A glacier in British Columbia has calved what one scientist has called "certainly ... the largest iceberg I've ever seen in Canada," and a "highlight example" of the impact on glaciers of climate change.
The exact date of the calving is unknown, but it was discovered when Dr. Mauri Pielto, professor of environmental science at Nichols College in Massachusetts and director of the North Cascade Glacier Climate Project, examined a photograph of the glacier taken when the NASA Earth Observations (NEO) satellite passed over the area on Aug. 27.
"I knew it would be a good time to look at the glacier," he told the Globe and Mail. "I hadn't looked in maybe two years at the satellite imagery at the end of [the glacier tongue], and it looked poised for a breakup. So I looked."
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Writing on the blog of the American Geophysical Union, Pielto describes the Porcupine Glacier as a 12.5-mile-long outlet glacier of an icefield in the Hoodoo Mountains of Northern British Columbia. The glacier terminates in a lake, as you can see in the photograph above, a false-color rendering of the satellite image.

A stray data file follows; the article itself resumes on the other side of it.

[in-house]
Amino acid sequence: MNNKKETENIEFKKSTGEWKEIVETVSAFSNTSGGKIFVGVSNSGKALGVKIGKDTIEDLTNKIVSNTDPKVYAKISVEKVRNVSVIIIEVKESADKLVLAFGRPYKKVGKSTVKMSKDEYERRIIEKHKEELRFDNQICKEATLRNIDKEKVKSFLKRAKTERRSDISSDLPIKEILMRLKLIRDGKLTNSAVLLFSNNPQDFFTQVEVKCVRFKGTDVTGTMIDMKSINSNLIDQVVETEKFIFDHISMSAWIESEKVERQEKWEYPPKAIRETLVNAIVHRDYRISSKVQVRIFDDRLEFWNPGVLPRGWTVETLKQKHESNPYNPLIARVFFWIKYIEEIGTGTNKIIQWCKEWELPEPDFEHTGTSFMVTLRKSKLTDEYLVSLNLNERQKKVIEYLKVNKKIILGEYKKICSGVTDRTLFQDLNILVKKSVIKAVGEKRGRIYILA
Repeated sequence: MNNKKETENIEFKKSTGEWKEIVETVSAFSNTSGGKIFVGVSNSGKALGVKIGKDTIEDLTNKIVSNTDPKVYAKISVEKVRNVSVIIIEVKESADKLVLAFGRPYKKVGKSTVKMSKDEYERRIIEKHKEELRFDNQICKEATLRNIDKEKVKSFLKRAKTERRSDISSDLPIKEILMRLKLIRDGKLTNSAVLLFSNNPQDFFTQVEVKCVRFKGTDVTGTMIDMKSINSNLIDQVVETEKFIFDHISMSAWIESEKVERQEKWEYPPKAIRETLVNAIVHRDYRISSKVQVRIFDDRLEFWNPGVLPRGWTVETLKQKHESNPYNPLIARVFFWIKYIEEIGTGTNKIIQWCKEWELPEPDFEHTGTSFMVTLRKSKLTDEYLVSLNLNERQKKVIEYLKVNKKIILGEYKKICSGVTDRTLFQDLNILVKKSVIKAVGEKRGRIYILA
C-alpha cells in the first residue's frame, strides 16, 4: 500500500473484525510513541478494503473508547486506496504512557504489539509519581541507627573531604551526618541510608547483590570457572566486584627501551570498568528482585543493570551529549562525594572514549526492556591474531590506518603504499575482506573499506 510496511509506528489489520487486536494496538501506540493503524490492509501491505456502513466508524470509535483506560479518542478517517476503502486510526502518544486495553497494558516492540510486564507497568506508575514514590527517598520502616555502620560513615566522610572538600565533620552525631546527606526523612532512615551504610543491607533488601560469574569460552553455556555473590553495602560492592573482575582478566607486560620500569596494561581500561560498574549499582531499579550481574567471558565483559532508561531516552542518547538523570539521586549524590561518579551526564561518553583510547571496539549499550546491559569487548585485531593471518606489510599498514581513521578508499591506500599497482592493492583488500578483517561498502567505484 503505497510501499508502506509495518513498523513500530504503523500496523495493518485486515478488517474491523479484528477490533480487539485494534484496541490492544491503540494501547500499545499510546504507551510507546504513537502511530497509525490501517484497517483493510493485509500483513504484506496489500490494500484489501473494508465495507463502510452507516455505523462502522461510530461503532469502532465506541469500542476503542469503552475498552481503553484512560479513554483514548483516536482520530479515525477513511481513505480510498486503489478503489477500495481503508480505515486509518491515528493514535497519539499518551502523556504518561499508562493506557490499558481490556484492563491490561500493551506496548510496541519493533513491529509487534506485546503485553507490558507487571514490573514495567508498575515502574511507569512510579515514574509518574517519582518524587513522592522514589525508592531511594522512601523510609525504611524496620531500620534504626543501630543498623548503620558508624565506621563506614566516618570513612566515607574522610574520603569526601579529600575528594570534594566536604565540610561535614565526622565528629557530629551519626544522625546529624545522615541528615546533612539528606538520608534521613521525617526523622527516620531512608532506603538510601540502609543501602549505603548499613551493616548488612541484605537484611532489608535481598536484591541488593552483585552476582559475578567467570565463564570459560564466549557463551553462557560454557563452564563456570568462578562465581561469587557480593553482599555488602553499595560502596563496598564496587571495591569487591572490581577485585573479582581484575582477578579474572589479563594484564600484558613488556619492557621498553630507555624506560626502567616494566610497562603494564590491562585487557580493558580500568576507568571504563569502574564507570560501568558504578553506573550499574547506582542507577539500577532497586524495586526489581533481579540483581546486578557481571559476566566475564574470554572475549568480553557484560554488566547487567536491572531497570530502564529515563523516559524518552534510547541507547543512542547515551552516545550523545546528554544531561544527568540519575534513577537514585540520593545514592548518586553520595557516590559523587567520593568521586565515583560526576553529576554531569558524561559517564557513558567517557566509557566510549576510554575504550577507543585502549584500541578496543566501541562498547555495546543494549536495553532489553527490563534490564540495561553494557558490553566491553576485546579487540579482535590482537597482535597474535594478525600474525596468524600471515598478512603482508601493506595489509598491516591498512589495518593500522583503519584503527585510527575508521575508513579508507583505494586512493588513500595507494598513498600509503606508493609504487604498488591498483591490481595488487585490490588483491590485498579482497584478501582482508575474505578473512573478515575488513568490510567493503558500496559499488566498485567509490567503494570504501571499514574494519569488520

In 1988 the glacier's tongue reached to within a mile of the far shore of the lake. By 1999 this tongue had narrowed and retreated into the wider portion of the lake. In 2011, it collapsed. By 2015 the glacier had retreated 2 miles from the 1988 location. Over the next 12 months, it retreated another mile, mostly due to the calving of the iceberg, which measured just under half a square mile.
Pielto noted that the pace of the retreat will almost certainly slow once the glacier reaches the head of the lake, and becomes grounded on bedrock rather than floating on water.
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What is happening to Porcupine Glacier is, he says, just an extreme example of what is taking place to a multitude of glaciers in the region.
"I could list 100 glaciers that are doing a similar thing in terms of the rate of retreat in the last 20 years, that are within a couple hundred miles of that location," he said. "I have worked on over 200 glaciers just in that area, and all but one have been retreating."
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